Twisted growth can be caused by physiological or nutritional disorders, broad mites or ethylene.
New Guinea impatiens may exhibit twisted foliage and edge burn as a result of high soluble salts. Cupping and wavy leaves also appear to be favored by dry soil and cool moist air. These symptoms commonly show up in March and April and usually disappear as weather improves later in spring. Orange cultivars appear to be prone to this condition and have exhibited these symptoms in early spring.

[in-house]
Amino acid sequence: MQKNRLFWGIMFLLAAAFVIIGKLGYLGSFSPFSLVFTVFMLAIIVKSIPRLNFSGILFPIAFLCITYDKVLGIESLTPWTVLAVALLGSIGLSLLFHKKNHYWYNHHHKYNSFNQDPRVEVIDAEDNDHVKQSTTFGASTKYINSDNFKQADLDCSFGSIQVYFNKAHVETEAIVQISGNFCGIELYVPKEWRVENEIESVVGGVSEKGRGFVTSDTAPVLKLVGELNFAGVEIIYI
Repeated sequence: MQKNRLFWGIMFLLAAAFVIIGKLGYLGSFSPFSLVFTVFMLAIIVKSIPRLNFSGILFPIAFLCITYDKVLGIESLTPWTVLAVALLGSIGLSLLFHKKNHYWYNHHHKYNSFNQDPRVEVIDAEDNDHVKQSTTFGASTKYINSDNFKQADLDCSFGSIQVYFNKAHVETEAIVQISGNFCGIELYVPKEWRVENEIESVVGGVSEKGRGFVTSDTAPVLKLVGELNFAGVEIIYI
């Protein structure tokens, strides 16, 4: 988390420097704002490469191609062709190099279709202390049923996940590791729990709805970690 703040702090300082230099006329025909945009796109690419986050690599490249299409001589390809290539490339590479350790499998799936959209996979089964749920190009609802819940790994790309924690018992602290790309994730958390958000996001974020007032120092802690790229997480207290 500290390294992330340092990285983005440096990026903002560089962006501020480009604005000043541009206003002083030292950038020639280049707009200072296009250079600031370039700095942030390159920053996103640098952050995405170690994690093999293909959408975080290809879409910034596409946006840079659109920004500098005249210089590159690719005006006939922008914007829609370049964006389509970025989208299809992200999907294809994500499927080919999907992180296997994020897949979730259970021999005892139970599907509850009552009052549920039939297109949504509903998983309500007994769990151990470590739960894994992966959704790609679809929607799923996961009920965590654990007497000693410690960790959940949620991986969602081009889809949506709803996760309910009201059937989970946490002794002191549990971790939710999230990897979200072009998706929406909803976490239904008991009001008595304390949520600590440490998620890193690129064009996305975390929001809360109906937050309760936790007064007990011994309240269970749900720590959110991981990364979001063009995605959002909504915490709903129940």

These symptoms should not be confused with symptoms caused by Broad Mites, where foliage turns down and has bronzing on the petioles. Test the soil for soluble salts and bring a sample to your diagnostic laboratory for confirmation.